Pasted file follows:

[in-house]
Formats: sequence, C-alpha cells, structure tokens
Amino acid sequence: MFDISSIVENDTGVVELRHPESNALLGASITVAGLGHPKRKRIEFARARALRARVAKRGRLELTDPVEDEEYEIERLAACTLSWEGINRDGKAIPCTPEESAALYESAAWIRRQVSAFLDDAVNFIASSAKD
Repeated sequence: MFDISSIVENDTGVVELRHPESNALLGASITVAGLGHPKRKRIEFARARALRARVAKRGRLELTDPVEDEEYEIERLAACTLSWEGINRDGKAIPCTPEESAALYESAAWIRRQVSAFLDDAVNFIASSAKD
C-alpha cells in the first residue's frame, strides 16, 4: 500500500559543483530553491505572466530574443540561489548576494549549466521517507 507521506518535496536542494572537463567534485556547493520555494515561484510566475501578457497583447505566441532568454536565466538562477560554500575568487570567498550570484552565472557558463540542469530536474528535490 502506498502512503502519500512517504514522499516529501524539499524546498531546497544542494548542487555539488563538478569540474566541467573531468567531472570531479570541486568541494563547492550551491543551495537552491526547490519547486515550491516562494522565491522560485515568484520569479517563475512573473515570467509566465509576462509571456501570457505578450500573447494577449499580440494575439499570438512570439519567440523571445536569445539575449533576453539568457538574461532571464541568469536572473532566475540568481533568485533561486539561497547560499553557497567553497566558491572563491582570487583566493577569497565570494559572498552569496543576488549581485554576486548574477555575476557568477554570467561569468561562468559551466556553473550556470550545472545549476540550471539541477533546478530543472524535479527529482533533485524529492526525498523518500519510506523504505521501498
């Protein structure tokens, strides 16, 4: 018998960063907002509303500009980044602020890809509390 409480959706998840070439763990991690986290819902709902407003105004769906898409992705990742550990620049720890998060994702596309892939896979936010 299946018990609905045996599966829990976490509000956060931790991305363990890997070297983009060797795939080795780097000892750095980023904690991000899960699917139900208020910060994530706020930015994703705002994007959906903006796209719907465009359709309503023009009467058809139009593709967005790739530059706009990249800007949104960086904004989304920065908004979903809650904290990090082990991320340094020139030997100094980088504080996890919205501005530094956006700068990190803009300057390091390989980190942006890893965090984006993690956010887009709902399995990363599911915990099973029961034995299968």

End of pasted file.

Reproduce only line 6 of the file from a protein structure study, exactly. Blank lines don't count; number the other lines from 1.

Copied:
């Protein structure tokens, strides 16, 4: 018998960063907002509303500009980044602020890809509390 409480959706998840070439763990991690986290819902709902407003105004769906898409992705990742550990620049720890998060994702596309892939896979936010 299946018990609905045996599966829990976490509000956060931790991305363990890997070297983009060797795939080795780097000892750095980023904690991000899960699917139900208020910060994530706020930015994703705002994007959906903006796209719907465009359709309503023009009467058809139009593709967005790739530059706009990249800007949104960086904004989304920065908004979903809650904290990090082990991320340094020139030997100094980088504080996890919205501005530094956006700068990190803009300057390091390989980190942006890893965090984006993690956010887009709902399995990363599911915990099973029961034995299968």